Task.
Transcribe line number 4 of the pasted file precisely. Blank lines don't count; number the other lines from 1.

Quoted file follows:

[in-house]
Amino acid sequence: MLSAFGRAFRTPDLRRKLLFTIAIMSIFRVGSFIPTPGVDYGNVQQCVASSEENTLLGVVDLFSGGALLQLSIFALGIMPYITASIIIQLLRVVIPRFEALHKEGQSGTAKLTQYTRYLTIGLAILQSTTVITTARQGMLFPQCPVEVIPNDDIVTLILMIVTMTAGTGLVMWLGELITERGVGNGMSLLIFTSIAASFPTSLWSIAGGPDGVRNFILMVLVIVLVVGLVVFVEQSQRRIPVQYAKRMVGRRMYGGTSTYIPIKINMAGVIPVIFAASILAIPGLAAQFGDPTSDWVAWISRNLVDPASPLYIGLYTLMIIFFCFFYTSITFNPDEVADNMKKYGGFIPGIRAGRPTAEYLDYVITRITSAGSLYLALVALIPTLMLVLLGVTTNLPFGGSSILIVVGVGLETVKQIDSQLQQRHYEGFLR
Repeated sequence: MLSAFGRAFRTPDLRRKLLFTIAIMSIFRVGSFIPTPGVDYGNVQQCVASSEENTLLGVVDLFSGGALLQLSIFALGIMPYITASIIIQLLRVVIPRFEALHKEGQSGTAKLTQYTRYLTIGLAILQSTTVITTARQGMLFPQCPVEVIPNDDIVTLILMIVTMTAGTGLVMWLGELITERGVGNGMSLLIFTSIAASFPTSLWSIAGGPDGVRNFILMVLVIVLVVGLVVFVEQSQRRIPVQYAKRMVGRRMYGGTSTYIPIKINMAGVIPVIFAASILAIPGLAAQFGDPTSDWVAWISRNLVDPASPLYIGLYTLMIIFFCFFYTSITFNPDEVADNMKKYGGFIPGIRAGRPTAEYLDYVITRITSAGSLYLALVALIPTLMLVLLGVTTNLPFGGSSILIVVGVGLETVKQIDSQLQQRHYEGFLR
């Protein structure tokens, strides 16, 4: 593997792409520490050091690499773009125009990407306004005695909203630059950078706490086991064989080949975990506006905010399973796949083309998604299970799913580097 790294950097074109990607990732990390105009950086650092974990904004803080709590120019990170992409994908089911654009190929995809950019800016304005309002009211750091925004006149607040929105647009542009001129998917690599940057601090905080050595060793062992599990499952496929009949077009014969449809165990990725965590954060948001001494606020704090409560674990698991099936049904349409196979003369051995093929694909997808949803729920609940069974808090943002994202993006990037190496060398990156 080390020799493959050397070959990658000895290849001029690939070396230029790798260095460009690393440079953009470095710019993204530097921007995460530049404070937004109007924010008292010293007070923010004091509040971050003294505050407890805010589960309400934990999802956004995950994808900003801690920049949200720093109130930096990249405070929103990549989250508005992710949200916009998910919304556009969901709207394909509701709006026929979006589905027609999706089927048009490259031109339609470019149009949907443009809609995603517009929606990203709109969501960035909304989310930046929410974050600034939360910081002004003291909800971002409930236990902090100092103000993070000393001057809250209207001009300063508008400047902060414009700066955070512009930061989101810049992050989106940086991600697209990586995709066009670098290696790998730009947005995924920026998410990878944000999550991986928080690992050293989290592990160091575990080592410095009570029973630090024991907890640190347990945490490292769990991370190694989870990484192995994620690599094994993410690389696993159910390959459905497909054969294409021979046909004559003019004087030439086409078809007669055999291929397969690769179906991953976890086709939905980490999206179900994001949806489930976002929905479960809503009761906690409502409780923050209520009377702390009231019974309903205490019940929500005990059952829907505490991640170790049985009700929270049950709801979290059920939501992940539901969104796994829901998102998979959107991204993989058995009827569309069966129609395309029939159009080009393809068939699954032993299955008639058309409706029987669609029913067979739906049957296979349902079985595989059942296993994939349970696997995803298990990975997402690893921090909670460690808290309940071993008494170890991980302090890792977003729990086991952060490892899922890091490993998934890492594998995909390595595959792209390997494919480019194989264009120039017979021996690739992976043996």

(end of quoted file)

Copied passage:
């Protein structure tokens, strides 16, 4: 593997792409520490050091690499773009125009990407306004005695909203630059950078706490086991064989080949975990506006905010399973796949083309998604299970799913580097 790294950097074109990607990732990390105009950086650092974990904004803080709590120019990170992409994908089911654009190929995809950019800016304005309002009211750091925004006149607040929105647009542009001129998917690599940057601090905080050595060793062992599990499952496929009949077009014969449809165990990725965590954060948001001494606020704090409560674990698991099936049904349409196979003369051995093929694909997808949803729920609940069974808090943002994202993006990037190496060398990156 080390020799493959050397070959990658000895290849001029690939070396230029790798260095460009690393440079953009470095710019993204530097921007995460530049404070937004109007924010008292010293007070923010004091509040971050003294505050407890805010589960309400934990999802956004995950994808900003801690920049949200720093109130930096990249405070929103990549989250508005992710949200916009998910919304556009969901709207394909509701709006026929979006589905027609999706089927048009490259031109339609470019149009949907443009809609995603517009929606990203709109969501960035909304989310930046929410974050600034939360910081002004003291909800971002409930236990902090100092103000993070000393001057809250209207001009300063508008400047902060414009700066955070512009930061989101810049992050989106940086991600697209990586995709066009670098290696790998730009947005995924920026998410990878944000999550991986928080690992050293989290592990160091575990080592410095009570029973630090024991907890640190347990945490490292769990991370190694989870990484192995994620690599094994993410690389696993159910390959459905497909054969294409021979046909004559003019004087030439086409078809007669055999291929397969690769179906991953976890086709939905980490999206179900994001949806489930976002929905479960809503009761906690409502409780923050209520009377702390009231019974309903205490019940929500005990059952829907505490991640170790049985009700929270049950709801979290059920939501992940539901969104796994829901998102998979959107991204993989058995009827569309069966129609395309029939159009080009393809068939699954032993299955008639058309409706029987669609029913067979739906049957296979349902079985595989059942296993994939349970696997995803298990990975997402690893921090909670460690808290309940071993008494170890991980302090890792977003729990086991952060490892899922890091490993998934890492594998995909390595595959792209390997494919480019194989264009120039017979021996690739992976043996």